wiki:GEC15Agenda/AdvancedGENITopoOmni/Instructions/TopologyExperiment

Version 10 (modified by nriga@bbn.com, 7 years ago) (diff)

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Example Experiment - Mesoscale Topologies

In this experiment we are going to examine how the underlying network topology can affect the topology of your experiment. We are going to use the two topologies that are available in Mesoscale. The new for VLAN 3715 and the one for VLAN 3716.

1. Create your experiment

In this step, we are going to setup the experiment. In this tutorial we assume that you are sufficiently comfortable with omni to verify that a listresources command works and to know when your slice is ready using sliverstatus.

  1. Create a slice, use the slicename given to you in the paper slip:
    omni.py createslice <slicename>
    
  2. Create all the slivers using the rspecs from the URL given in your paper slip. You should create a sliver in two myPlc AMs:
    omni.py createsliver -a <AM_nickname> <slicename> <rspec_url> -V1
    
    For ease the three URLs for clemson, stanford and GPO are listed here so you can copy and paste:
    http://www.gpolab.bbn.com/experiment-support/gec15/adv-omni/l3deflect/rspecs/l3deflect-myplc-clemson.rspec
    http://www.gpolab.bbn.com/experiment-support/gec15/adv-omni/l3deflect/rspecs/l3deflect-myplc-stanford.rspec
    http://www.gpolab.bbn.com/experiment-support/gec15/adv-omni/l3deflect/rspecs/l3deflect-myplc-gpo.rspec
    
  3. Check the status of your sliver
    omni.py sliverstatus -a <AM_nickname> <slicename> -V1
    

2. Login to your nodes

The login information to your hosts is reported back in sliverstatus. Omni comes with an example script that calls sliverstatus and figures out all the information you need for login in to your hosts.

  1. First of all let's clean our .ssh/config file in case it contains information from previous experiments. Unless if you have added some information you care about in your ssh configuration file, it is safe to remove it and recreate it.
    cd
    rm .ssh/config
    touch .ssh/config
    
  2. Run the readyToLogin.py script to get information about logging in to nodes. The script has a lot of output so lets put that in a file so that we can easily search for the information we want. Use the same AMs as you used in Step 1.
    readyToLogin.py -a <AM_nickname> <slicename> -V1 
    
    The end of the output would look like:
    ================================================================================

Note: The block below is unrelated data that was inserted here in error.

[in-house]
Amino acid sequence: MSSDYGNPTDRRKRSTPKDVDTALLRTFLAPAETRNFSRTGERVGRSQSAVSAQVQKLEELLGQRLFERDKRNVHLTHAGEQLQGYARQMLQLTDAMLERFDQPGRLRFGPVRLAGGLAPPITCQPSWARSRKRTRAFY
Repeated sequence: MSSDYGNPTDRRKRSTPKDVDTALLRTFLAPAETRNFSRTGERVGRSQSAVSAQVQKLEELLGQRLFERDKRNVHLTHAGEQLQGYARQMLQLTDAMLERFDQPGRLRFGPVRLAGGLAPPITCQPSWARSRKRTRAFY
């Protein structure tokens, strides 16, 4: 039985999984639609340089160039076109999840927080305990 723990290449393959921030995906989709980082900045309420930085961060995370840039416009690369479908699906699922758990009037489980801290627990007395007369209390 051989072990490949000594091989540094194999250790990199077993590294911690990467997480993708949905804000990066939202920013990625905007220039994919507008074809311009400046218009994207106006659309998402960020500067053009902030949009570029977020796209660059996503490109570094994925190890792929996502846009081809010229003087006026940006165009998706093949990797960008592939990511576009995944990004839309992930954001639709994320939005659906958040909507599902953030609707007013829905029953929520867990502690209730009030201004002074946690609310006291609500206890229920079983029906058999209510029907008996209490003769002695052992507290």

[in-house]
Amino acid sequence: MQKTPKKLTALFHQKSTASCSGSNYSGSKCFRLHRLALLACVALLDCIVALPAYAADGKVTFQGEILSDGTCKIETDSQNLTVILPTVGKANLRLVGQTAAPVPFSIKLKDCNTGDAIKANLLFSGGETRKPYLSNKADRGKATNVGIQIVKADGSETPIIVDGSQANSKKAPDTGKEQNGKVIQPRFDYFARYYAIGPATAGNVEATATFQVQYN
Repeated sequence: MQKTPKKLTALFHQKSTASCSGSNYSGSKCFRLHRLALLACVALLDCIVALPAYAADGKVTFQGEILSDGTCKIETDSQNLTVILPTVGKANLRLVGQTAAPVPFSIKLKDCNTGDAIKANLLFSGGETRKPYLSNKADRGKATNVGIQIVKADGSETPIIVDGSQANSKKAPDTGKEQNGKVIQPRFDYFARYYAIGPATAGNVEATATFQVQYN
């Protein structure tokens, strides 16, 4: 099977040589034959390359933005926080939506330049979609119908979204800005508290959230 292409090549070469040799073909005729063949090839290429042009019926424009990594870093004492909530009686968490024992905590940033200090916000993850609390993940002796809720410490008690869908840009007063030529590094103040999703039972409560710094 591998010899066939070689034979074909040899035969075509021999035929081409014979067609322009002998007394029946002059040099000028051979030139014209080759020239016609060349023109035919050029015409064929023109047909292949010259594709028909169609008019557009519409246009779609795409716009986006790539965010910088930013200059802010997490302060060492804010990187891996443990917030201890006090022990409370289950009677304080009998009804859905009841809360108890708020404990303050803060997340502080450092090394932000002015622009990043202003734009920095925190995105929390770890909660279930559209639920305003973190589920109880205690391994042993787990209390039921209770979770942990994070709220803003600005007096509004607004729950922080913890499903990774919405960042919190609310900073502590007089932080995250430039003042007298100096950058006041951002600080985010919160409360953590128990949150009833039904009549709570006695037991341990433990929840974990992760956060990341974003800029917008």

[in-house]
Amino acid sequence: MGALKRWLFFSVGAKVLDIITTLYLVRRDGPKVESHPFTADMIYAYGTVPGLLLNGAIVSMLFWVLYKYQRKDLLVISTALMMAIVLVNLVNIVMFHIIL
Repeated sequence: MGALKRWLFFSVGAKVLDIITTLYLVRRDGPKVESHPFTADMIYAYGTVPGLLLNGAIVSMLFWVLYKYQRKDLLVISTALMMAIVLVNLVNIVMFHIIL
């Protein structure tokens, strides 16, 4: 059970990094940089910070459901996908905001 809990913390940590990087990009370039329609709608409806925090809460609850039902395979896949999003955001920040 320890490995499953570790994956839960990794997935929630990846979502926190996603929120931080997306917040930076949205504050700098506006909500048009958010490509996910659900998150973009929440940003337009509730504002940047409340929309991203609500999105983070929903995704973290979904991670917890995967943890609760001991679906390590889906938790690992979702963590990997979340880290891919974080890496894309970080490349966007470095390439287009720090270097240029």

LOGIN INFO for AM: http://myplc.clemson.edu:12346/
    ================================================================================
    
    planetlab4.clemson.edu's geni_status is: ready (am_status:boot) 
    User pgenigpolabbbncom_mtomni23 logins to planetlab4.clemson.edu using:
    	xterm -e ssh -i /home/geni/.ssh/geni_key pgenigpolabbbncom_mtomni23@planetlab4.clemson.edu &
    
    
    planetlab5.clemson.edu's geni_status is: ready (am_status:boot) 
    User pgenigpolabbbncom_mtomni23 logins to planetlab5.clemson.edu using:
    	xterm -e ssh -i /home/geni/.ssh/geni_key pgenigpolabbbncom_mtomni23@planetlab5.clemson.edu &
    
  3. Copy and paste the line with ssh command for your host, e.g.:
    xterm -e ssh -i /home/geni/.ssh/geni_key pgenigpolabbbncom_mtomni23@planetlab5.clemson.edu &
    
  4. Do this for the second AM.

3. Run your Experiment

The Mesoscale deployment can offer different topologies for communicating between hosts. We have provisioned two different IP subnets each one using a different topology.

The two subnets that have been provisioned are 10.42.112.0/24 on 3715 and 10.42.113.0/24 on 3716.

First of all let's see how we can figure out the IP of the hosts we reserved :

  1. List all the interfaces on your host. You will see that there are many interfaces of the form eth1.XXXX
    /sbin/ifconfig
    
    Part of the output would look like :
    eth1.1750:42147 Link encap:Ethernet  HWaddr 00:B0:D0:E1:6F:78  
           inet addr:10.42.147.90  Bcast:10.42.147.255  Mask:255.255.255.0
           UP BROADCAST RUNNING MULTICAST  MTU:1500  Metric:1
    
    eth1.1750:42148 Link encap:Ethernet  HWaddr 00:B0:D0:E1:6F:78  
           inet addr:10.42.148.90  Bcast:10.42.148.255  Mask:255.255.255.0
           UP BROADCAST RUNNING MULTICAST  MTU:1500  Metric:1
    
  2. Figure out the last octet of the IP address of your hosts. The way these MyPLC hosts are setup, is that they have multiple subinterfaces, each configured to be part of a different IP subnet. Almost all subnets in the hosts are in the form of 10.42.Y.0/24. You will notice that for all these subnets, your host has the same last octet. In the example above all the subinterfaces of eth1, will have an IP address that will end in 90 (10.42.147.90, 10.42.148.90)
  3. Ping over 3715. After logging in to your hosts, ping from host1 to host2. Assuming that host2 has a last octet of YYY you should:
    ping 10.42.112.YYY
    
    Notice the RTT on the packets.
  4. Ping over 3716. After logging in to your hosts, ping from one host2 to host1. Assuming that host1 has XXX as it's last octet you should ping
    ping 10.42.113.XXX
    
  5. Notice the RTT on the packets and compare it with the above ping.
  6. Look at the maps of 3715 and 3716 and locate your hosts. Is the result you are seing above reasonable? Which topology has the longer path between your nodes?

7. Clean up

Congratulations! You're done with this exercise, please release your resources before moving on so they'll be available to others. Make sure you delete all the resources in all AMs you used when you reserved resources in Step 1.

omni.py deletesliver -a <AM_nickname> <slicename> -V1